Hermes Street was a major shopping thoroughfare in central Nicosia. It runs into Ektoros Street in the East. Before Venetian times the River Pedieos course ran through the centre of the town, however this was diverted when the new walls were built; the old river bed became an open sewer until the arrival of the British in 1878. They found the cities sanitation to be in an appalling state so they decided the ownership of the land be given to anyone who could assist in rebuilding the area. Hermes Street was built in 1881 with the help of labourers from the Kaimakli area, they built many shops on street level. The authorities gave many of the premises to the builders as a reward for their efforts; the Street found itself located on the edge of the Greek Quarter of the City from 1958 until 1974. Two thirds of the street is located abandoned within the United Nations Buffer Zone in Cyprus. From the Ledra Street crossing a metal gate blocks access into Hermes Street, however part of the street is still accessible from Manis Street.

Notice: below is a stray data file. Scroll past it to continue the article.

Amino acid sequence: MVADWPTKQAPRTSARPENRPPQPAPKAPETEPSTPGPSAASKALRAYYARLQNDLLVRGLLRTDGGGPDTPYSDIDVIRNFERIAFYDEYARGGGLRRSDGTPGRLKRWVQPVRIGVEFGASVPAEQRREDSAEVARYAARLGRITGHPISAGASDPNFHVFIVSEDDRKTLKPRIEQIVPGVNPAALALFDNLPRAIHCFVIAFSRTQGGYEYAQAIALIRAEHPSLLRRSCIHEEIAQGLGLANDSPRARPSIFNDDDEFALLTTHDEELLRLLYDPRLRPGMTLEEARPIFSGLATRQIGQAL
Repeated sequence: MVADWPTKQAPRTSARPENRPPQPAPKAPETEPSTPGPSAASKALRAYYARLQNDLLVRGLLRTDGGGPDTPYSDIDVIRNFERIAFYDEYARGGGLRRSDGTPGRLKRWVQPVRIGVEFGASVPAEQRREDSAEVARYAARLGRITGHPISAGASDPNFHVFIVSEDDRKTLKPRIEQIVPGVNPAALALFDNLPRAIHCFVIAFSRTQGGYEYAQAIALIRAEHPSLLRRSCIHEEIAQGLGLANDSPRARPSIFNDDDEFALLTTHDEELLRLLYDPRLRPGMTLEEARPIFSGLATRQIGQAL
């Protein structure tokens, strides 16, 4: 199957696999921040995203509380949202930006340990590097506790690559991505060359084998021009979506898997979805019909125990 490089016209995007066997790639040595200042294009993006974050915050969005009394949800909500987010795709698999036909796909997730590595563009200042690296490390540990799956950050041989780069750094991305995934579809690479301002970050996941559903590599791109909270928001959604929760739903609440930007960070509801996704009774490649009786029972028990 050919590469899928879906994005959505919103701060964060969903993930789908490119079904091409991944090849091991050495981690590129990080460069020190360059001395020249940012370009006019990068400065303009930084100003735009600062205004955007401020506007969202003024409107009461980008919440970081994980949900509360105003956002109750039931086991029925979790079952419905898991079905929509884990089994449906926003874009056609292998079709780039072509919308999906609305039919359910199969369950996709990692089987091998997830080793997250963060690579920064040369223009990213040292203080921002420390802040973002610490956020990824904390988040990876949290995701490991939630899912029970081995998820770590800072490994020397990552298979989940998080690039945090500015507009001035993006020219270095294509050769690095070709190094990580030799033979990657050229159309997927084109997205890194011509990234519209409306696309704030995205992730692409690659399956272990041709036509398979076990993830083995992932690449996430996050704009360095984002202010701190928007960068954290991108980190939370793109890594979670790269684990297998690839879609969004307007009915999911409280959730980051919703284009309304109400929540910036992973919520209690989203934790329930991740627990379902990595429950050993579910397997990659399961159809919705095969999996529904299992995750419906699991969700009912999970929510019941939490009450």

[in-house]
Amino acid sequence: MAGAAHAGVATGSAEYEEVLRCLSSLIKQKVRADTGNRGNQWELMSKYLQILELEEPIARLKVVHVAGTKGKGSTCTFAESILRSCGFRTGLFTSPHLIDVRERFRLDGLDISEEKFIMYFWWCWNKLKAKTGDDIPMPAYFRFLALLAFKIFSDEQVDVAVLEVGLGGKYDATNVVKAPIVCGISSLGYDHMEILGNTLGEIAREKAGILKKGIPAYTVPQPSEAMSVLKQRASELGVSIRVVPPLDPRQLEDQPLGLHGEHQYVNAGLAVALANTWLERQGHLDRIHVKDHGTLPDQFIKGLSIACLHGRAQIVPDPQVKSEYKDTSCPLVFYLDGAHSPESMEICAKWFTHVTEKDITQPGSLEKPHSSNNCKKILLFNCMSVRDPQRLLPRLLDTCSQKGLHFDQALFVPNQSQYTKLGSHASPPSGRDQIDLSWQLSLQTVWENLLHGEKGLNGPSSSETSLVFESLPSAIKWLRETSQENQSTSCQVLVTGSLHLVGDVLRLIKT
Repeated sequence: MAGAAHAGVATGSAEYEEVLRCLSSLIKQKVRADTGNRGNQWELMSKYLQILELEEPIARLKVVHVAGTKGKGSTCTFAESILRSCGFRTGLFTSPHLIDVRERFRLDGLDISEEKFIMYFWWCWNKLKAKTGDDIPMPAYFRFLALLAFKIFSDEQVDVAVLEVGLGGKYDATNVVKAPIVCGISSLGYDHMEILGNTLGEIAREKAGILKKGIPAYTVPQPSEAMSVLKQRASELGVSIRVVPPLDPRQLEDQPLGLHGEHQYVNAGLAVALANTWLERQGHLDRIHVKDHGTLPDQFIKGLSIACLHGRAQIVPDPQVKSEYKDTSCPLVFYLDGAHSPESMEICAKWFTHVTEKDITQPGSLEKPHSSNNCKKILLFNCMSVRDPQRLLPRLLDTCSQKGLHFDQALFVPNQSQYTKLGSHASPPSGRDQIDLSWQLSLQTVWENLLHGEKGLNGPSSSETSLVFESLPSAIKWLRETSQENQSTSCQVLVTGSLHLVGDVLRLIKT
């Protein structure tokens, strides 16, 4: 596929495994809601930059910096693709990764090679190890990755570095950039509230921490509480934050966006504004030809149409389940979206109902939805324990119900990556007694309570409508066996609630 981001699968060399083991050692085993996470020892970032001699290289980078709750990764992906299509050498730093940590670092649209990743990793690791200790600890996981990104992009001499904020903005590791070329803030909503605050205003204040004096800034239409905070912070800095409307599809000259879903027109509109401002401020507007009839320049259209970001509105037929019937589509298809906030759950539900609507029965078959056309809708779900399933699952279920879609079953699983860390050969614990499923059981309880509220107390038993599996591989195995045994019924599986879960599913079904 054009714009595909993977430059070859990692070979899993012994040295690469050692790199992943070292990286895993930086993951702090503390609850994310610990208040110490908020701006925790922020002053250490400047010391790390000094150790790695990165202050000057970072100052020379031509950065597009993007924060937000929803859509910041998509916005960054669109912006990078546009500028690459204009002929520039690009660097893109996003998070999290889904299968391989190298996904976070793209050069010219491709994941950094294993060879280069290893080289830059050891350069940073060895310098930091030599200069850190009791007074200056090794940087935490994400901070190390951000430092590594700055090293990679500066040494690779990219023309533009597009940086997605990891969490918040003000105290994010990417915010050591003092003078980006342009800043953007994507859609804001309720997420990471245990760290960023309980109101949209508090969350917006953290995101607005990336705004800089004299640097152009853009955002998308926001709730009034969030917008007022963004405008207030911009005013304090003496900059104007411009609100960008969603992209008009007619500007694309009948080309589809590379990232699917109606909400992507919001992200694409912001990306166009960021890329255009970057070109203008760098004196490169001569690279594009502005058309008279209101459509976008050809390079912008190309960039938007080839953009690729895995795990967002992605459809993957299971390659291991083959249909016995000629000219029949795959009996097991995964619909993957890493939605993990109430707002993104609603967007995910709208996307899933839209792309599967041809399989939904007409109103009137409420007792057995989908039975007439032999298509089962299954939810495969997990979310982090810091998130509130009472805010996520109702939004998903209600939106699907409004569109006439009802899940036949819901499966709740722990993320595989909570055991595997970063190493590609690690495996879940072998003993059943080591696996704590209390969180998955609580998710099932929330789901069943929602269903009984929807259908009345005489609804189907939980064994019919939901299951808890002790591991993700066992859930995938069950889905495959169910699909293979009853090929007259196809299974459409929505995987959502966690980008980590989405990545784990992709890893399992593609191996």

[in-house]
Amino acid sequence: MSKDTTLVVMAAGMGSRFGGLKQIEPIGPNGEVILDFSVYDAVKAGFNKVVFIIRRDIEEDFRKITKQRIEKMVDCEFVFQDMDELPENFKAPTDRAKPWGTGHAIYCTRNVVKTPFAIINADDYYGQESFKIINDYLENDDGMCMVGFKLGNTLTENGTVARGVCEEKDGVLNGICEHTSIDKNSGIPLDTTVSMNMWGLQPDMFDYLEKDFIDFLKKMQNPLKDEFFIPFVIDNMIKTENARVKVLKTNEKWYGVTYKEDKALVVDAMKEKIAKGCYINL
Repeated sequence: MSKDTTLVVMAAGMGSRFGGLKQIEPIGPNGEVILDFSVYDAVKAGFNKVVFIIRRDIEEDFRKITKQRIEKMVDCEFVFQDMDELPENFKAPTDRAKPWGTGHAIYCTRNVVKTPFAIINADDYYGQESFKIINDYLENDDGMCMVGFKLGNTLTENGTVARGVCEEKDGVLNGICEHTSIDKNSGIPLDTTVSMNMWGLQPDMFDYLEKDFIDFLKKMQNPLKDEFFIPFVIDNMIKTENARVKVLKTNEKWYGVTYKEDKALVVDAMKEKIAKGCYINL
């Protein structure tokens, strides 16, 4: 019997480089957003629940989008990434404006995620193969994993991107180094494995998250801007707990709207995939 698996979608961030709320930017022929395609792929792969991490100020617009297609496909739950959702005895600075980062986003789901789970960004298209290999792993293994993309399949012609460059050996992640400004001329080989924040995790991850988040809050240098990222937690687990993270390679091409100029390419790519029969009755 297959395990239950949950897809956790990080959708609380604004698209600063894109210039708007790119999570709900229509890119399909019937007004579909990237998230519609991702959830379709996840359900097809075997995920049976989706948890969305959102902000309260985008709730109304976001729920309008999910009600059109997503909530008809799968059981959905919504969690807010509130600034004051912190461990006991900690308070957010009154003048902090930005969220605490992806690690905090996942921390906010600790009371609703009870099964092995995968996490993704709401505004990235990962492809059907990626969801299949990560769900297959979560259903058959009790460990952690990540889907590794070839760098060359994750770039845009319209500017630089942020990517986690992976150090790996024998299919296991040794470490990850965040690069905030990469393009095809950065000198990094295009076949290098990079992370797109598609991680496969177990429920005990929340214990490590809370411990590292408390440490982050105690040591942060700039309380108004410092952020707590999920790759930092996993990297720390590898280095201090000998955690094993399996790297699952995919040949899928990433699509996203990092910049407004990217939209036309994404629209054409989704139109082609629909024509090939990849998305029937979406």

Ledra Street Onasagorou Street Rigenis Street
Meteor-M No.2-1, was a Russian satellite, part of Meteor-M series of polar-orbit weather satellite. It was launched using Soyuz-2.1b rocket with a Fregat upper stage on 28 November 2017. The cause of failure was determined to be faulty programming; the satellite was programmed with a launch point of Baikonur Cosmodrome, instead of the Vostochny Cosmodrome causing the satellite to enter an incorrect orbit. This was the second launch from the Vostochny Cosmodrome, the first civilian launch site in Russia. In addition to the ₽2.6bn Meteor-M weather satellite, 18 other scientific and commercial satellites from Russia, Sweden, the US, Japan and Germany were lost as well